The interface is responsible for transmitting commands. Here are some of them: task write to write a new task, force task switch to force buffer switching, read nonces to read nonce values, etc. All commands have one pattern and contain code, length, data field, chip status byte, data from buffer nonce and checksums.

    Checksums are the arithmetic sum of bytes, starting with zero. For example, the checksum of the command 04 03 03 8c 18 00 will be equal to AE.

    Control system nonce. Manages the process of calculating the hash based on the mask. The mask “lies” in the task buffer and is used to set the range of calculations. It defines bits in the nonce that will remain unchanged when searching for a new value.

    Task buffers Needed to calculate hashes (their length is 20 double words). There are two buffers in total, which allows you to quickly switch between tasks. While the first buffer is occupied by the hash solution, data is written to the second for the following calculations.

    8154 kernel ring hash. They use the double SHA256 algorithm.

    Nonce buffer.This is a circular buffer with a length of 12 double words, where hash solutions are written. For example, we led the process of data exchange in the chip, which occurs during the calculation of hashes (in the spoiler below):

    Chip data exchange (in English)
    // Program clock generator to value 0x20 and prescaler=1 (disabled) Send: 0803038c1800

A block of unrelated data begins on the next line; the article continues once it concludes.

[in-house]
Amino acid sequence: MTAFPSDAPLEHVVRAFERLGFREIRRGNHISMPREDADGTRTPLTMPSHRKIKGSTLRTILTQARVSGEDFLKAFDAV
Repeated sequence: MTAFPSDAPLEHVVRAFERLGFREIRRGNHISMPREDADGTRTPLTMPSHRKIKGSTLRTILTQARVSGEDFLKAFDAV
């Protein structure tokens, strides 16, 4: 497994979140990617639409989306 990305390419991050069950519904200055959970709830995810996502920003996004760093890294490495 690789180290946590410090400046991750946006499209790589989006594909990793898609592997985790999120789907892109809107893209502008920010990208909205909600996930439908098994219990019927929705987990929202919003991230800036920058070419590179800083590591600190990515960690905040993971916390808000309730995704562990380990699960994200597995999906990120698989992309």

Recv: f0b200b2
    // Set nonce mask to 0x00000000
    Send: 200300000000 Recv: f0230023
    // Force task switch Send: 020000
    Recv: f0020002
    // Send task
    Wi 0=CD3F992C 1=037F8197 2=A58E091A
    MS0 A=0CAD7CD1 B=CBE38FD9 C=D14DC164 D=F90EB10B E=819621CF F=358D45CD G=8C14CAE3 H=538EF887 MS3 A=5FF18CDD B=8CDA24A4 C=180266F9 D=0CAD7CD1 E=B0CA39FA F=DD30B962 G=36D2CBC6 H=819621CF NONCE=D5D0E8B9
    Send:_014fa607d67b614925737be76bce53a41ba12b3c8b659f27ef6726be6049f924522d2b3c8b659c78616c779 a13c81a609
    35067953386a9d52b3d0f24a3b0a607d67bb2a8cc5326708e0ef55b267700000000 Recv: 0fb200b2
    // Force task switch
    Send: 020000
    Recv: 0f020002
    // Read nonce buffer
    Send: 040000 Recv:_0f04000000000000000000000000000000000000000000000000000000003ffffffc7f7a42132ffffffc 1ffffffc0001ffbf8c
    FIFO[0] = aaaaaaaa
    FIFO[1] = aaaaaaaa
    FIFO[2] = aaaaaaaa
    FIFO[3] = aaaaaaaa
    FIFO[4] = aaaaaaaa
    FIFO[5] = aaaaaaaa
    FIFO[6] = aaaaaaaa
    FIFO[7] = 3ffffffc
    FIFO[8] = d5d0e8b9 < — nonce value
    FIFO[9] = 2ffffffc < — task switch marker
    FIFO[A] = 1ffffffc < — task switch marker
    FIFO[B] = aaab5515

    Where will the chip be used

    Now we are installing new devices into our own mining servers and BlockBox mobile data centers . We also modify bitcoin farms in Canada, Iceland, Georgia and Norway ( launched at the beginning of the year ).

    Clarke chips will be available as a commercial product. In particular, they come with Bitfury Tardis miners , designed for large organizations. In Tardis, there are 5–8 boards that can calculate up to 80 terahesh per second. This miner can be upgraded - in the future, the ASIC Clarke installed in it will be replaced with new chips.

    This is our short video introducing the concept of a new chip: